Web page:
As drones multiply, as they are expected to do, incidents of GPS (or GNSS) jamming and spoofing are expected to rise in concert during the next decade. That poses not just a threat of loss of the vehicles, but also to nearby aircraft and unaware people on the ground, according to Jeremy Bennington of Spirent, a company that specializes in jamming and spoofing defense. Bennington spoke at the AUVSI XPONENTIAL Expo in Denver this week and sketched a threat that’s not yet emergent, but will escalate enough to require drone manufacturers to harden their aircraft against interference.
Bennington said more than 150,000 incidents of jamming or spoofing have been recorded, affecting aircraft, ships and ground vehicles. And it’s not a hard thing to do. “If you want jam GPS, get your credit card out. It’s really rather easily done,” he told a group of XPONENTIAL attendees. The event is organized by the Association of Unmanned Vehicle Systems International and although dominated by aircraft systems, land and marine vehicles are also represented. And all of them have been jammed or spoofed.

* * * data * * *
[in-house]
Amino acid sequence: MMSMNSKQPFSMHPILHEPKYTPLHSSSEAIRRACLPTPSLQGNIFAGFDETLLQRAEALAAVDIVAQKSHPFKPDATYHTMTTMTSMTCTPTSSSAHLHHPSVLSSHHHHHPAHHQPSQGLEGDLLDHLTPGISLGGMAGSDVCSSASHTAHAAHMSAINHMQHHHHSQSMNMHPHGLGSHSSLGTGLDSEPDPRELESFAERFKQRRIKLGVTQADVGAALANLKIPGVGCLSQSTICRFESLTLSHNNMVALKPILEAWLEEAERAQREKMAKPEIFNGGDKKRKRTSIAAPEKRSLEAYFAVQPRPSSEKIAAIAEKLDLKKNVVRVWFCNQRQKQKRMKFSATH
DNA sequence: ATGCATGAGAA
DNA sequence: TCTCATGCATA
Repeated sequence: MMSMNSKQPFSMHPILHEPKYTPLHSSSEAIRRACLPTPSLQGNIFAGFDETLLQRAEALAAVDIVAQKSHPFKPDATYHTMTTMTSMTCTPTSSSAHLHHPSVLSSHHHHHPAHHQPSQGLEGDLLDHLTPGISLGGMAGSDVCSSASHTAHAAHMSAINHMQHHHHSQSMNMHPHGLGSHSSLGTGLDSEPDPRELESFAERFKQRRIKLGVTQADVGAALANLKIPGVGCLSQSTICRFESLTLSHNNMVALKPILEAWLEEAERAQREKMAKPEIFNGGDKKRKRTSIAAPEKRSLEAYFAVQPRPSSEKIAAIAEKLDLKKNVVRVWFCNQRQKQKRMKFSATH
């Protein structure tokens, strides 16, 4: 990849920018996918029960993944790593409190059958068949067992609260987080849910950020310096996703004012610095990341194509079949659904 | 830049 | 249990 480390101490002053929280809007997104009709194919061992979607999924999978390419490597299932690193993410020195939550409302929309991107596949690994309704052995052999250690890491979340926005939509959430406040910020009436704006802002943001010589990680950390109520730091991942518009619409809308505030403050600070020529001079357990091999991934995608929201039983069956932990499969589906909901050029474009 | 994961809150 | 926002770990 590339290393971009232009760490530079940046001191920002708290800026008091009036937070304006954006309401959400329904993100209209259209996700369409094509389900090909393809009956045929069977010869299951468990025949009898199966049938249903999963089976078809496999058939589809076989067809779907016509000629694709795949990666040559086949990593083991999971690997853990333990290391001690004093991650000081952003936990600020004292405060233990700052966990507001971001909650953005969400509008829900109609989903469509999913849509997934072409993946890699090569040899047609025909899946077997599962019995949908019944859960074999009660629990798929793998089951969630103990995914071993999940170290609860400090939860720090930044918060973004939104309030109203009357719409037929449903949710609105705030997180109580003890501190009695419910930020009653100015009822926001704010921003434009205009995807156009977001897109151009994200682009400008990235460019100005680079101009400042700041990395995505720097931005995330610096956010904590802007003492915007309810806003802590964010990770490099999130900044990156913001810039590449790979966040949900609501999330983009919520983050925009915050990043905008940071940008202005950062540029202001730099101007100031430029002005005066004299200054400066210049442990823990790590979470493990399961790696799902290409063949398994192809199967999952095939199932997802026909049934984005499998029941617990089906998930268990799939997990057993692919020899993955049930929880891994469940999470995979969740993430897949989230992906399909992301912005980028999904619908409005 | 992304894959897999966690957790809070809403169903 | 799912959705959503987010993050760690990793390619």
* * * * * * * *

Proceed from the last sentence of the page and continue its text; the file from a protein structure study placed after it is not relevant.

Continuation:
In one incident in Hanover, Germany, Bennington said, a GPS emulator being used for maintenance disrupted inbound aircraft navigation and actually electronically moved the runway threshold. It took authorities hours to find the source. NASA’s ASRS has recorded more than 100 incidents of interference, some serious enough to cause aircraft to lose position data. While jamming splatters the signal, spoofing actually fools the GNSS receiver into believing it’s somewhere else. In one well-known incident in the Mediterranean Sea, more than 20 ships were spoofed into believing their positions were miles away from their true location.
Drones are beginning to use a method called sensor fusion—cross checking position with radar, lidar or inertial systems—to defeat spoofing, but these systems add cost and weight. Bennington says the industry will have to respond sooner than later. “We will see the impact as more drones enter service,” he said.